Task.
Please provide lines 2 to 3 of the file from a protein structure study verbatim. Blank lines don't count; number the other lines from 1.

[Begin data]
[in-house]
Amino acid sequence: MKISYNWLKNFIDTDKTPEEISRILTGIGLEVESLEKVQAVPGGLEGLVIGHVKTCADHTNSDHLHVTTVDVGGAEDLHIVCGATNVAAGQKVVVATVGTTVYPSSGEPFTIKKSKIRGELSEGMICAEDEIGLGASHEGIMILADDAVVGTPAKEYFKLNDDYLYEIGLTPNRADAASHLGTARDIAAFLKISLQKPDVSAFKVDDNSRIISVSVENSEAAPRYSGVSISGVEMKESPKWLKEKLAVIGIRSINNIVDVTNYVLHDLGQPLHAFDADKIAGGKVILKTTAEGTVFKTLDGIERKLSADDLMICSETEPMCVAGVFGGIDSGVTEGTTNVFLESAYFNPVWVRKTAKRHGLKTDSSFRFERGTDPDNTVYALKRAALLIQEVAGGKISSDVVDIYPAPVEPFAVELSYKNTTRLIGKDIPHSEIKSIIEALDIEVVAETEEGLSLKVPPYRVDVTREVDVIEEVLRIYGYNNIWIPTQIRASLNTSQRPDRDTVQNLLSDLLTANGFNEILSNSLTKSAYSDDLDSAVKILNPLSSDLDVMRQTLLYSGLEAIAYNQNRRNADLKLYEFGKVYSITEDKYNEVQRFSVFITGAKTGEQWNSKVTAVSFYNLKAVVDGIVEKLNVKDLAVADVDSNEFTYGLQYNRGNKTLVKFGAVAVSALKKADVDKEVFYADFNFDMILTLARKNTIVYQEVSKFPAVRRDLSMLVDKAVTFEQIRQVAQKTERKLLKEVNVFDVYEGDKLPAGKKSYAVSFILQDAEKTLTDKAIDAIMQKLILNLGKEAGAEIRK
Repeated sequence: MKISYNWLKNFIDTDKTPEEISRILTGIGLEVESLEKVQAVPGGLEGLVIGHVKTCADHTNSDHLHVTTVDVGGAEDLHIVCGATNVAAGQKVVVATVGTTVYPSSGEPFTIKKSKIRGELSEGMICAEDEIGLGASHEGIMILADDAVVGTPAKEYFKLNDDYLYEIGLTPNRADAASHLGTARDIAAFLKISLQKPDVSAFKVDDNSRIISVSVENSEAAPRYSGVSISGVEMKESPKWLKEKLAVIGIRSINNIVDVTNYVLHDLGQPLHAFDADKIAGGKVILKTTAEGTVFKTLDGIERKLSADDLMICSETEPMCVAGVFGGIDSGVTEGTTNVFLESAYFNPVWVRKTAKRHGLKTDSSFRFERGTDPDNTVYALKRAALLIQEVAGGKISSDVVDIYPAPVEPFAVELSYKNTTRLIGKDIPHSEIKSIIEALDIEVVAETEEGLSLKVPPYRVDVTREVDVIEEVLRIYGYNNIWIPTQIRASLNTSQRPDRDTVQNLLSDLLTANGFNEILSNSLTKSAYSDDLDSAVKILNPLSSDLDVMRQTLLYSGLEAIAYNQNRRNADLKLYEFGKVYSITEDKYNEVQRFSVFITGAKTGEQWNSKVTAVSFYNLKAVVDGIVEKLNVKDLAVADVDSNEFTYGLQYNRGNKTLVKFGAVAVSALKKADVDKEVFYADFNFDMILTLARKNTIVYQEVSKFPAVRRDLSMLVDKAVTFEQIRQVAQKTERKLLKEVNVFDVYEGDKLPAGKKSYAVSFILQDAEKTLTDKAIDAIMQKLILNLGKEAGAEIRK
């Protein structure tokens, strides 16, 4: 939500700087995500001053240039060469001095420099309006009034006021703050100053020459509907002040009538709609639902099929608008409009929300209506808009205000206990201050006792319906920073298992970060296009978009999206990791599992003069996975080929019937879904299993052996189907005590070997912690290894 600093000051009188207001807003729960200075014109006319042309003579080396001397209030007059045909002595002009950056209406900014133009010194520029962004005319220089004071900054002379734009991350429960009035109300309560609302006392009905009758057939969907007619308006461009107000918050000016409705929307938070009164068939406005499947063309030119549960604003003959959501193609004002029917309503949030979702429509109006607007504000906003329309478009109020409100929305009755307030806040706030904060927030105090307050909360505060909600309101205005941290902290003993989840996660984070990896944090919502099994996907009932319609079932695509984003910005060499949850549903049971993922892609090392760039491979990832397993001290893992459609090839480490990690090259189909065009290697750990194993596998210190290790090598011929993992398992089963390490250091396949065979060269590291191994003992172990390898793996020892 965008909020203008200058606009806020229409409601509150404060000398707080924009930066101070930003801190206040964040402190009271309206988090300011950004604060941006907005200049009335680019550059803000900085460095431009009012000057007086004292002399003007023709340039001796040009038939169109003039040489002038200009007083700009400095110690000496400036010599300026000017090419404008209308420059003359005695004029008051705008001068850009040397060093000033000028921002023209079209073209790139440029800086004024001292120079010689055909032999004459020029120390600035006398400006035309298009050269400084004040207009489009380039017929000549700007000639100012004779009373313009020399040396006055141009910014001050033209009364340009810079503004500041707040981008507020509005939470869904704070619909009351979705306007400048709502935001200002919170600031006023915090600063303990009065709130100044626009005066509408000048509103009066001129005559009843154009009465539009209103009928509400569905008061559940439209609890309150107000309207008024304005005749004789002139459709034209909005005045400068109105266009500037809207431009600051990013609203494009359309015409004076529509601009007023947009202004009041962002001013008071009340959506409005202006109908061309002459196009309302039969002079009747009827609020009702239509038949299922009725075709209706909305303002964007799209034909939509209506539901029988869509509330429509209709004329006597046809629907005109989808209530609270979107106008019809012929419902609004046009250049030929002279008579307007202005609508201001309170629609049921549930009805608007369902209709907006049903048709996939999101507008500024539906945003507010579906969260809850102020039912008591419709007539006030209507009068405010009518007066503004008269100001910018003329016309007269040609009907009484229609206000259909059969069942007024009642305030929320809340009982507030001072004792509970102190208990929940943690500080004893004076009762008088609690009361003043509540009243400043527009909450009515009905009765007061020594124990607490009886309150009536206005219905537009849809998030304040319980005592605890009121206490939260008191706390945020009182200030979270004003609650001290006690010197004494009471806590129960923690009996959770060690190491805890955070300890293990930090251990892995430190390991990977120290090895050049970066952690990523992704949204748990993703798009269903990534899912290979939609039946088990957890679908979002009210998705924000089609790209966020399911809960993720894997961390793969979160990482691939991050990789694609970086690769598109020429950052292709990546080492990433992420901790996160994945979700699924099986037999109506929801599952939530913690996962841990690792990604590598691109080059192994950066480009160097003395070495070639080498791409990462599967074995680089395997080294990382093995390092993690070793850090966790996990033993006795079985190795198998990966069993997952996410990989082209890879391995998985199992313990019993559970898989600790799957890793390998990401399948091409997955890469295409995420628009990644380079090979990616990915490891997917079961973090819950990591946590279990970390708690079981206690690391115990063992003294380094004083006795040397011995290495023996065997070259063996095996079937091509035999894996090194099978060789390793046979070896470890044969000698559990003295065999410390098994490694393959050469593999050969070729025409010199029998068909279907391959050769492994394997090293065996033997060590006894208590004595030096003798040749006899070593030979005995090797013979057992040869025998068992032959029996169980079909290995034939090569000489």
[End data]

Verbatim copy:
Amino acid sequence: MKISYNWLKNFIDTDKTPEEISRILTGIGLEVESLEKVQAVPGGLEGLVIGHVKTCADHTNSDHLHVTTVDVGGAEDLHIVCGATNVAAGQKVVVATVGTTVYPSSGEPFTIKKSKIRGELSEGMICAEDEIGLGASHEGIMILADDAVVGTPAKEYFKLNDDYLYEIGLTPNRADAASHLGTARDIAAFLKISLQKPDVSAFKVDDNSRIISVSVENSEAAPRYSGVSISGVEMKESPKWLKEKLAVIGIRSINNIVDVTNYVLHDLGQPLHAFDADKIAGGKVILKTTAEGTVFKTLDGIERKLSADDLMICSETEPMCVAGVFGGIDSGVTEGTTNVFLESAYFNPVWVRKTAKRHGLKTDSSFRFERGTDPDNTVYALKRAALLIQEVAGGKISSDVVDIYPAPVEPFAVELSYKNTTRLIGKDIPHSEIKSIIEALDIEVVAETEEGLSLKVPPYRVDVTREVDVIEEVLRIYGYNNIWIPTQIRASLNTSQRPDRDTVQNLLSDLLTANGFNEILSNSLTKSAYSDDLDSAVKILNPLSSDLDVMRQTLLYSGLEAIAYNQNRRNADLKLYEFGKVYSITEDKYNEVQRFSVFITGAKTGEQWNSKVTAVSFYNLKAVVDGIVEKLNVKDLAVADVDSNEFTYGLQYNRGNKTLVKFGAVAVSALKKADVDKEVFYADFNFDMILTLARKNTIVYQEVSKFPAVRRDLSMLVDKAVTFEQIRQVAQKTERKLLKEVNVFDVYEGDKLPAGKKSYAVSFILQDAEKTLTDKAIDAIMQKLILNLGKEAGAEIRK
Repeated sequence: MKISYNWLKNFIDTDKTPEEISRILTGIGLEVESLEKVQAVPGGLEGLVIGHVKTCADHTNSDHLHVTTVDVGGAEDLHIVCGATNVAAGQKVVVATVGTTVYPSSGEPFTIKKSKIRGELSEGMICAEDEIGLGASHEGIMILADDAVVGTPAKEYFKLNDDYLYEIGLTPNRADAASHLGTARDIAAFLKISLQKPDVSAFKVDDNSRIISVSVENSEAAPRYSGVSISGVEMKESPKWLKEKLAVIGIRSINNIVDVTNYVLHDLGQPLHAFDADKIAGGKVILKTTAEGTVFKTLDGIERKLSADDLMICSETEPMCVAGVFGGIDSGVTEGTTNVFLESAYFNPVWVRKTAKRHGLKTDSSFRFERGTDPDNTVYALKRAALLIQEVAGGKISSDVVDIYPAPVEPFAVELSYKNTTRLIGKDIPHSEIKSIIEALDIEVVAETEEGLSLKVPPYRVDVTREVDVIEEVLRIYGYNNIWIPTQIRASLNTSQRPDRDTVQNLLSDLLTANGFNEILSNSLTKSAYSDDLDSAVKILNPLSSDLDVMRQTLLYSGLEAIAYNQNRRNADLKLYEFGKVYSITEDKYNEVQRFSVFITGAKTGEQWNSKVTAVSFYNLKAVVDGIVEKLNVKDLAVADVDSNEFTYGLQYNRGNKTLVKFGAVAVSALKKADVDKEVFYADFNFDMILTLARKNTIVYQEVSKFPAVRRDLSMLVDKAVTFEQIRQVAQKTERKLLKEVNVFDVYEGDKLPAGKKSYAVSFILQDAEKTLTDKAIDAIMQKLILNLGKEAGAEIRK